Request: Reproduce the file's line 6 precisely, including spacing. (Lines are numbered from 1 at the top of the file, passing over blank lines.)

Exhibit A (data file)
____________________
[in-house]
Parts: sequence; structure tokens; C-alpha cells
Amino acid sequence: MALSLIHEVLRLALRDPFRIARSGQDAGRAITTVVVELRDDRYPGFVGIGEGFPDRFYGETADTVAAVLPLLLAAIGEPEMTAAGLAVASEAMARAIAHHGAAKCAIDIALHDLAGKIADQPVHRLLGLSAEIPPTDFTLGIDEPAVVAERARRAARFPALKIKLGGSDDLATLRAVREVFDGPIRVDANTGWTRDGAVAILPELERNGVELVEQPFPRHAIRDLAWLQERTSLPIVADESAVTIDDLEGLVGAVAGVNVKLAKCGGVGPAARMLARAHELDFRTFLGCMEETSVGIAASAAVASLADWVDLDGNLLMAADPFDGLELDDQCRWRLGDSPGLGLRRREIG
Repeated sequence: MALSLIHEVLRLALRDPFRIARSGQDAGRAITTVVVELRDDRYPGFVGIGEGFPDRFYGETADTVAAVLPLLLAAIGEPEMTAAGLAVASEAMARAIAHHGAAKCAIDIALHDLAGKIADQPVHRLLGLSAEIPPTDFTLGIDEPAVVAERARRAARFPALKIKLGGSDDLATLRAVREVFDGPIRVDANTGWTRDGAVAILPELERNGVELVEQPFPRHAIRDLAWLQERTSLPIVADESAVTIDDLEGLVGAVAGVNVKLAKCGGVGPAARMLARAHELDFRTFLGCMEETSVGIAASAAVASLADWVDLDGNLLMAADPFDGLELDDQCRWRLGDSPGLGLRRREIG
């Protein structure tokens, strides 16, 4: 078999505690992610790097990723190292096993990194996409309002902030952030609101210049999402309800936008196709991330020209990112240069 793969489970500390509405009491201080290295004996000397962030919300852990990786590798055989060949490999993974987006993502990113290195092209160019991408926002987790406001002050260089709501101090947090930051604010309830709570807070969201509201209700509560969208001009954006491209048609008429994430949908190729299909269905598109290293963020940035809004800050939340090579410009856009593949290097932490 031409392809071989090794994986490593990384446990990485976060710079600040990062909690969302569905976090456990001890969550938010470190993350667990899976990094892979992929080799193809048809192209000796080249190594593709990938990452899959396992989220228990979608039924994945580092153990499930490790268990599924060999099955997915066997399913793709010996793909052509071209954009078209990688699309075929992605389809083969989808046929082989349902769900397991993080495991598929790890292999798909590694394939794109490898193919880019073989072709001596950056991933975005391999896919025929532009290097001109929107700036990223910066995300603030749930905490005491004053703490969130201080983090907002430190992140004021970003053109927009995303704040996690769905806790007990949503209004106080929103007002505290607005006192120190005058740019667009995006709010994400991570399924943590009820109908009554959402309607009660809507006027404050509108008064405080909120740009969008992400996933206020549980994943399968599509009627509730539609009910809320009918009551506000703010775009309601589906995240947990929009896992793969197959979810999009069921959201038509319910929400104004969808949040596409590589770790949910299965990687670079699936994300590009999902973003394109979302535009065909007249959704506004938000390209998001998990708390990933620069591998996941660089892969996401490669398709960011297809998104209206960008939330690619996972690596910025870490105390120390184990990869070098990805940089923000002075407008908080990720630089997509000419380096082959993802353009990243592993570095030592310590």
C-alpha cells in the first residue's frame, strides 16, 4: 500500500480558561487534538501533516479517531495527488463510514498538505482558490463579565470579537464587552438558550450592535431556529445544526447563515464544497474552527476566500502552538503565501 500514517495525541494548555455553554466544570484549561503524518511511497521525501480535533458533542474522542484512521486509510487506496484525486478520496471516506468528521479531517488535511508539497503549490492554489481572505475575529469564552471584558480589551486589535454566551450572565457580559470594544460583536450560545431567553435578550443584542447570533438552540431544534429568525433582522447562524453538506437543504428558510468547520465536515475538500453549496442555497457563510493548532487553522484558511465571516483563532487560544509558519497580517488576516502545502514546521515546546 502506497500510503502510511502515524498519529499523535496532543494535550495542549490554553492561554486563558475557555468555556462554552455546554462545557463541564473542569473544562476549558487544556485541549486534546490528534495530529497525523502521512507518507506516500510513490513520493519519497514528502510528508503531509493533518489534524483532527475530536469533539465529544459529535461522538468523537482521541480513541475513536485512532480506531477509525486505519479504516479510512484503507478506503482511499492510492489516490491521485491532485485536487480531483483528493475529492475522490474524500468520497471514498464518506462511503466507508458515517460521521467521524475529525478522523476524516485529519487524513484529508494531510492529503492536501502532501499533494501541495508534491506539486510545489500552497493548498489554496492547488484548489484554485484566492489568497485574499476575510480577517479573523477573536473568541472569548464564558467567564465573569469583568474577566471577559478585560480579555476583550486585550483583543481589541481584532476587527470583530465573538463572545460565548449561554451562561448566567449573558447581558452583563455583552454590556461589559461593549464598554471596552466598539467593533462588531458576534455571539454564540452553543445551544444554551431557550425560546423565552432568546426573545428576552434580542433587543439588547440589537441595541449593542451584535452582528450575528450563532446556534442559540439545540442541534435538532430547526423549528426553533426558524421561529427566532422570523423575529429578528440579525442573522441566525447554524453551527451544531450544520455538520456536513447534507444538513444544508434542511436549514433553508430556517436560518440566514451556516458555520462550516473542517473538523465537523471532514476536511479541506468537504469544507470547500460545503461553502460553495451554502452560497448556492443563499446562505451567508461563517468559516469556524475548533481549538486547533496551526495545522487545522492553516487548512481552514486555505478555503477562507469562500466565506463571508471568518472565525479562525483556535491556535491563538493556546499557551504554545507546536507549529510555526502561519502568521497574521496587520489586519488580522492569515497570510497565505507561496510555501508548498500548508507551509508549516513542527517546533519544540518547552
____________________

C-alpha cells in the first residue's frame, strides 16, 4: 500500500480558561487534538501533516479517531495527488463510514498538505482558490463579565470579537464587552438558550450592535431556529445544526447563515464544497474552527476566500502552538503565501 500514517495525541494548555455553554466544570484549561503524518511511497521525501480535533458533542474522542484512521486509510487506496484525486478520496471516506468528521479531517488535511508539497503549490492554489481572505475575529469564552471584558480589551486589535454566551450572565457580559470594544460583536450560545431567553435578550443584542447570533438552540431544534429568525433582522447562524453538506437543504428558510468547520465536515475538500453549496442555497457563510493548532487553522484558511465571516483563532487560544509558519497580517488576516502545502514546521515546546 502506497500510503502510511502515524498519529499523535496532543494535550495542549490554553492561554486563558475557555468555556462554552455546554462545557463541564473542569473544562476549558487544556485541549486534546490528534495530529497525523502521512507518507506516500510513490513520493519519497514528502510528508503531509493533518489534524483532527475530536469533539465529544459529535461522538468523537482521541480513541475513536485512532480506531477509525486505519479504516479510512484503507478506503482511499492510492489516490491521485491532485485536487480531483483528493475529492475522490474524500468520497471514498464518506462511503466507508458515517460521521467521524475529525478522523476524516485529519487524513484529508494531510492529503492536501502532501499533494501541495508534491506539486510545489500552497493548498489554496492547488484548489484554485484566492489568497485574499476575510480577517479573523477573536473568541472569548464564558467567564465573569469583568474577566471577559478585560480579555476583550486585550483583543481589541481584532476587527470583530465573538463572545460565548449561554451562561448566567449573558447581558452583563455583552454590556461589559461593549464598554471596552466598539467593533462588531458576534455571539454564540452553543445551544444554551431557550425560546423565552432568546426573545428576552434580542433587543439588547440589537441595541449593542451584535452582528450575528450563532446556534442559540439545540442541534435538532430547526423549528426553533426558524421561529427566532422570523423575529429578528440579525442573522441566525447554524453551527451544531450544520455538520456536513447534507444538513444544508434542511436549514433553508430556517436560518440566514451556516458555520462550516473542517473538523465537523471532514476536511479541506468537504469544507470547500460545503461553502460553495451554502452560497448556492443563499446562505451567508461563517468559516469556524475548533481549538486547533496551526495545522487545522492553516487548512481552514486555505478555503477562507469562500466565506463571508471568518472565525479562525483556535491556535491563538493556546499557551504554545507546536507549529510555526502561519502568521497574521496587520489586519488580522492569515497570510497565505507561496510555501508548498500548508507551509508549516513542527517546533519544540518547552